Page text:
Matt Harvey was pretty good on the night, and Jon Lester was just a touch more hittable than you’d like him to be. That, together with some items discussed below, was primarily the difference in the game.
The Cubs got on the board in the 5th with an Anthony Rizzo special (a HBP) and a Starlin Castro rocket double, tying the game at one after a Daniel Murphy blast had given the Mets the lead. We’ll probably always wonder if Castro should have been on third base, though, as the throw to the plate on Rizzo was errant, and Castro, um, didn’t exactly bust it out of the box. If so, it wound up costing the Cubs a run, as Javy Baez singled two batters later, and Castro was thrown out at the plate (easily) on a very aggressive send from second base.
The Mets’ second run stung quite a bit, as it came with two outs, on an o-2 blooper, immediately after Kris Bryant dropped a ball at third base on a transfer that likely would have resulted in a double play that ended the inning. They later added a third run on a Travis d’Arnaud monster homer to center, and a fourth on a sac fly to Kyle Schwarber on which he made a good throw, but Miguel Montero seemed to set up too deep behind the plate to have a shot to make the tag.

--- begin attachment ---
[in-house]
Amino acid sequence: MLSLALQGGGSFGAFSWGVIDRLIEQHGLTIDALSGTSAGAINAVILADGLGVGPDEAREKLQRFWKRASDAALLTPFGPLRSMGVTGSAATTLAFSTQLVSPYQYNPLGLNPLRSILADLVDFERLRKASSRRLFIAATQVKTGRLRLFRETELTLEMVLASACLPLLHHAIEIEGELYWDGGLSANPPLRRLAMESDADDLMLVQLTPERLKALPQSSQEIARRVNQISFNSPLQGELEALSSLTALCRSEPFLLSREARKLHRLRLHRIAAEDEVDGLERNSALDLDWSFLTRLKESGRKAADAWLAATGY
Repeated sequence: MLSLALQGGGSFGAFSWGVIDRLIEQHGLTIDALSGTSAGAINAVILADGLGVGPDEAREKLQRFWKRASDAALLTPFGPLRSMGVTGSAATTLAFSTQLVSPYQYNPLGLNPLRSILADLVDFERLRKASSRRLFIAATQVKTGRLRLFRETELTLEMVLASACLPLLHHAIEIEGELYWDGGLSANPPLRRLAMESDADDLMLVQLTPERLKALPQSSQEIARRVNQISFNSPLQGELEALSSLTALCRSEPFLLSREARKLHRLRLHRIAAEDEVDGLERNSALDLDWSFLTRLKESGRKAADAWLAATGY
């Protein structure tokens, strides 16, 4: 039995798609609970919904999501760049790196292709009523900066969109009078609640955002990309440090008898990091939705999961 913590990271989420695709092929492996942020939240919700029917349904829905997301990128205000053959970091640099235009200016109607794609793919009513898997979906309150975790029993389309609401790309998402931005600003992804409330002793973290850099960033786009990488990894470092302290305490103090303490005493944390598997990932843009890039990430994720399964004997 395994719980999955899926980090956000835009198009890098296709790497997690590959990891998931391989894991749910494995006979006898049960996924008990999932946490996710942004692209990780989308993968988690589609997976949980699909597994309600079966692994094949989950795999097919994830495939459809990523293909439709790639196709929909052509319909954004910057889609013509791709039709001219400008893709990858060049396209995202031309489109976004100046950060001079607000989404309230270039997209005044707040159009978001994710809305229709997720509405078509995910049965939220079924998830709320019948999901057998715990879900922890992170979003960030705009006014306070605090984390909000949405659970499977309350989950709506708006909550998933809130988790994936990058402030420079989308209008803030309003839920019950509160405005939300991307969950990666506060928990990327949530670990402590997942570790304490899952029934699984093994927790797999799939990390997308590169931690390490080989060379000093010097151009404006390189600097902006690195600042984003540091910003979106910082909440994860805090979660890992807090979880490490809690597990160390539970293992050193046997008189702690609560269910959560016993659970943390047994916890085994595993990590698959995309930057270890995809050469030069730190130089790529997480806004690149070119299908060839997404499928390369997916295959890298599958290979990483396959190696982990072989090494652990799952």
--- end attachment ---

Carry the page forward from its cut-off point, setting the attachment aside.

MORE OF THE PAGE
On the night, the Cubs were blistering the ball consistently from the third inning on, but the ball always seemed to find a Mets defender at the end of its 100mph+ flight. On some, the Mets made nice plays, too, to give them some credit. On the flip slide, the Mets got some bloopers to drop, and a couple of them translated to runs. It happens. It’s baseball.
Kyle Schwarber obliterated a pitch for the Cubs’ second run, so at least that was neat. Gotta get ’em tomorrow.
I’d be remiss if I didn’t point out how much this game felt like – in terms of the mood/tone/whatever – Game One of the NLDS, which the Cubs also lost with relative ease.